Analysis Notebook - Opening Day Edition
Somehow it seems fitting that Peyton Manning adds to his ever-expanding list of records and achievements in the NFL by tying the all-time single-game record of seven touchdown passes. There is no surer sign of football returning than a Manning touchdown pass, let alone seven of them.
One of the first things I was asked to check in our Analysis Review session of this game was the first of those touchdowns thrown by Manning, and what I found was one of the prettiest play designs you will see all year, and it happened just 18 minutes into the regular season.
Many of the plays we choose to highlight in our Analysis Notebook feature outstanding individual performances, or new and innovative schematic changes that force a win for one side or the other, and it’s often easy to overlook simple, outstanding play design. This is an example of how one play has been designed to open up a yawning chasm in the defense by forcing defenders to react to one thing and then hitting them with something else entirely. The Broncos execute it to perfection and Manning naturally takes advantage. So let’s take a look at how it unfolded.
Baltimore Ravens @ Denver Broncos, Opening Day, Q2, 11.40.
It all starts on the right side of the Denver formation with a simple bubble-screen fake. The Broncos fake the quick pass to RWR Eric Decker which starts the dominoes tumbling on the Ravens’ defense. When teams run this kind of screen pass the defensive secondary usually has to orchestrate a quick switch between the outside corner and the slot corner to his inside. The offense will usually try to block the guy lined up over the intended receiver with the slot receiver, leaving the inside corner as the man with the unblocked path to the ball. When Denver shows this fake, both corners make for the football, with LCB Lardarius Webb shooting at speed to try and beat the anticipated block from Wes Welker, and slot corner Corey Graham coming up to shut it down from the inside.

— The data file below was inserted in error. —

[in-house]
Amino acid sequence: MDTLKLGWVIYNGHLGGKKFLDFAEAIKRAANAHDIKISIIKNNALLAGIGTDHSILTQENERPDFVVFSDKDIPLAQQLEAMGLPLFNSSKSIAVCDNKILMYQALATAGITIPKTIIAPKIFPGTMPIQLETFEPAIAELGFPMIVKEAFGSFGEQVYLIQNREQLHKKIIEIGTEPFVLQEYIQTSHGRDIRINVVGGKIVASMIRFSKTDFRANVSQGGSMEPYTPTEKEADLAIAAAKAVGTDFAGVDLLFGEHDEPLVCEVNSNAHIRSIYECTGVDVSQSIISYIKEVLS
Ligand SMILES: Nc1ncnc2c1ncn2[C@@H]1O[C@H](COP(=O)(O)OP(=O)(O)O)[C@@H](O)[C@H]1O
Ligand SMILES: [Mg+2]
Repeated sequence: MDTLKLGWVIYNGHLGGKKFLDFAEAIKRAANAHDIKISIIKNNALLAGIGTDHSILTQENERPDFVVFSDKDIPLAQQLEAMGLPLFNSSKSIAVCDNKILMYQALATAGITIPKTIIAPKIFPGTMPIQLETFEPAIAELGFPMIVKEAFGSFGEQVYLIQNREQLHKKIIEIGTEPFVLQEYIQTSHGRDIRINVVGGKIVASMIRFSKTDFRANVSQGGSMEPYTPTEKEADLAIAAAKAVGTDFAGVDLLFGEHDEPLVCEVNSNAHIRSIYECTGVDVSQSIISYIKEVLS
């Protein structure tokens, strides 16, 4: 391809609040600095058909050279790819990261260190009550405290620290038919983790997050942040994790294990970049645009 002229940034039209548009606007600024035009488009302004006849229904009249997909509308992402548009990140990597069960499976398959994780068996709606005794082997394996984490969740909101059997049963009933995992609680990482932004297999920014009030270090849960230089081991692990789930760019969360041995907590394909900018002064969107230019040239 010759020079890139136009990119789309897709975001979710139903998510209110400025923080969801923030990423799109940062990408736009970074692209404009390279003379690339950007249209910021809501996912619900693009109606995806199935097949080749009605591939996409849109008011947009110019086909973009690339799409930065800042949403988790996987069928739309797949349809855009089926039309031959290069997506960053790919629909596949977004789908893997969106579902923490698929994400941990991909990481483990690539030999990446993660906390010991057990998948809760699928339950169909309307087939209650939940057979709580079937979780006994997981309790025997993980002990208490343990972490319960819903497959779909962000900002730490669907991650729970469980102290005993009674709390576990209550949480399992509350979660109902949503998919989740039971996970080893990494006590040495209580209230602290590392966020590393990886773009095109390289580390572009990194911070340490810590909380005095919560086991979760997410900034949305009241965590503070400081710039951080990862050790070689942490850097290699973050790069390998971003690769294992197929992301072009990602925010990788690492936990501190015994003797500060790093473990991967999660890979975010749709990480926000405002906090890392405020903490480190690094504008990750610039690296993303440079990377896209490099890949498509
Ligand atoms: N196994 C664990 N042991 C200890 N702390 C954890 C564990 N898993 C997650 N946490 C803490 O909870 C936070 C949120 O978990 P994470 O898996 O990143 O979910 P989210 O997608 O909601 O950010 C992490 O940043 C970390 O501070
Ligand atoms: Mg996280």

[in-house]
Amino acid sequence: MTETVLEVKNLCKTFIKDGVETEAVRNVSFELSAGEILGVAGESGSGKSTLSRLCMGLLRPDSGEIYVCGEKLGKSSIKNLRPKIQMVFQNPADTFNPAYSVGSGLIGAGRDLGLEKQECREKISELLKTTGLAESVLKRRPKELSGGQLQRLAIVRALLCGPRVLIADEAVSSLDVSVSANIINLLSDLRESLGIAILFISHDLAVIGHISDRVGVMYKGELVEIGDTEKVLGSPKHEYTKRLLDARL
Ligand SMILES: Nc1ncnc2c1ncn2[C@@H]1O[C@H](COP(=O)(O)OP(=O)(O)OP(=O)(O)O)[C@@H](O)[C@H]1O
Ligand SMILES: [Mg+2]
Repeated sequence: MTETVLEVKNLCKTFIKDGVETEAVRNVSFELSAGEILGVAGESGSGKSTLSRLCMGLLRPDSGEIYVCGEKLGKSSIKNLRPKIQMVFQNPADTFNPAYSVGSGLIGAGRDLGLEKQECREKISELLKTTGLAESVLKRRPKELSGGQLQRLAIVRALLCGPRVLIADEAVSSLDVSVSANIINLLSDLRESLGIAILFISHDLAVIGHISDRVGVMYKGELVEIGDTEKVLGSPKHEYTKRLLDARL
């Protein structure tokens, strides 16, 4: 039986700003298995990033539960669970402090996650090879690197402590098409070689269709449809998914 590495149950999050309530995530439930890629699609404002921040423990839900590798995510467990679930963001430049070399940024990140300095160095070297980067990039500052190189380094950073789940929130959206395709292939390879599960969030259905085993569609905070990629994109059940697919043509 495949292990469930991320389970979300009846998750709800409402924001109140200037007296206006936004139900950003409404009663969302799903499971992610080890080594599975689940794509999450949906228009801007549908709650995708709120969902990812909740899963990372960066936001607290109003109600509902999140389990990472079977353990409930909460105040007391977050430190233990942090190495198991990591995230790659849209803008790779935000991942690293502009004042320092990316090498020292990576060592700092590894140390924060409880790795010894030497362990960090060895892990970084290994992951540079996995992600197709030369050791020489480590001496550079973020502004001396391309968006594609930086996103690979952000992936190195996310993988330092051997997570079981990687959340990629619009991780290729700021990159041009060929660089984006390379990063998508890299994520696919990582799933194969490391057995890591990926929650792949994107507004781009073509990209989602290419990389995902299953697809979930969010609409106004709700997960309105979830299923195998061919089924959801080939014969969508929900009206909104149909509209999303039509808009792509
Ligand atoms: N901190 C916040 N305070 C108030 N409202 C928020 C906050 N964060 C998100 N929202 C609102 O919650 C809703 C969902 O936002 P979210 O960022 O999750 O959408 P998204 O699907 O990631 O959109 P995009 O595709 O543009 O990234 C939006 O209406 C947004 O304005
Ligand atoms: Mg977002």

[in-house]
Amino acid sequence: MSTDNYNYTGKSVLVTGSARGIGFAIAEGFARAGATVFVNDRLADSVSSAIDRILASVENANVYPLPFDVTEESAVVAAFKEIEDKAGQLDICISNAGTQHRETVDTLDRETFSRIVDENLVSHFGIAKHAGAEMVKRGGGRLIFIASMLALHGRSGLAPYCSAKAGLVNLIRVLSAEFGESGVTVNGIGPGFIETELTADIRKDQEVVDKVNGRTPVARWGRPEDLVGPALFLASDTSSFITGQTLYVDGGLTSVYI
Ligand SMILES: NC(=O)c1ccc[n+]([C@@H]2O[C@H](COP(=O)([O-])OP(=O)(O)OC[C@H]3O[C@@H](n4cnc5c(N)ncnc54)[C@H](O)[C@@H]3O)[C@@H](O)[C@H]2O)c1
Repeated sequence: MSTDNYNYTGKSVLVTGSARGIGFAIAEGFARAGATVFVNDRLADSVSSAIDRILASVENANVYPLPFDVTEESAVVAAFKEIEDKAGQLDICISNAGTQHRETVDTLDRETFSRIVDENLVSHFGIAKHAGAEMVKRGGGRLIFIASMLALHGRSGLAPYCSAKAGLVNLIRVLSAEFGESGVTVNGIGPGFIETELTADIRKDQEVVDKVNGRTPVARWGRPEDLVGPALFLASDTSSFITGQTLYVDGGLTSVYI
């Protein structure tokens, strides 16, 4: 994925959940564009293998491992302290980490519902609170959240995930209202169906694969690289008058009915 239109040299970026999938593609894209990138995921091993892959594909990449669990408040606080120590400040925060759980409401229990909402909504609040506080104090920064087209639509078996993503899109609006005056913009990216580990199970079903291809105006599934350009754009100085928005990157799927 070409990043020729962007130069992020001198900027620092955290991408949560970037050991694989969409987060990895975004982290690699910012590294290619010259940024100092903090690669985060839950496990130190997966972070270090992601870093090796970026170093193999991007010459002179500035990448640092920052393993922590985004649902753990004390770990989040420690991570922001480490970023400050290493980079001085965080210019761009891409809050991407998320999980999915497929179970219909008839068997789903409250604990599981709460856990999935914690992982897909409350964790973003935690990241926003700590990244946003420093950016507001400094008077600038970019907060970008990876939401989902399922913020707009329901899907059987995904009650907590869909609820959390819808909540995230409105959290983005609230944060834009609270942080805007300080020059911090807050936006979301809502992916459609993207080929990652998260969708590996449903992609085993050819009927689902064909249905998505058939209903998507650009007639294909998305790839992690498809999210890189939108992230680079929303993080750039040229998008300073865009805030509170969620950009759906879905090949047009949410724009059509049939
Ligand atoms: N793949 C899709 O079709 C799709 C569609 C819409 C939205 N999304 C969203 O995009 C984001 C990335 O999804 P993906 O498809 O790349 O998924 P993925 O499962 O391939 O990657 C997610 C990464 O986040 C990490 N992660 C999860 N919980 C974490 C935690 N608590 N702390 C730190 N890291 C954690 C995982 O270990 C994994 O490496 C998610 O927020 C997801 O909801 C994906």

The problem is that Welker isn’t planning to throw a block at all, he’s running his own route. He takes a path towards Webb as if to block but then breaks deep towards the end zone. This topples another domino.
With both corners now out of the picture, the safety to that side of the field, Michael Huff, sees the danger immediately and knowing he has help to his inside, takes off to try and prevent an easy pitch and catch to Welker by the pylon. Unfortunately, doing this takes him out of his zone, and opens up a huge hole to the middle of the field, just waiting for a Denver receiver to break into. The deep is supposed to be covered by two deep safeties splitting the field in half, but there is no way the backside safety can know Huff has been dragged out of position and move across to fill the gap. The play is designed to pull just one side of the defense out of alignment, because that’s all it needs to do.
For this play to work, Denver still needs one more domino to fall, and it comes in the form of the underneath man coverage of LB Daryl Smith, a perennial PFF favorite.
Smith reads the out pattern by the TE Julius Thomas, but doesn’t react well enough when he turns the route into an out-and-up. Just as the pressure gets to Manning he delivers the perfect pass into a huge area of space in the middle of the Ravens’ defense. The touchdown ends up right in the center of the field, and the player with the biggest portion of blame on that defense is Smith, who was beaten by his man in coverage. However, the elegance of the play design has taken at least three other defenders out of position and caused that huge area of uncovered space in the middle of the field making it an easy throw for Manning to make, even with an imminent hit coming right at him.
We’re only one game into the new 2013 NFL season, but it may be some time before you see a play design as simple and refined as this.
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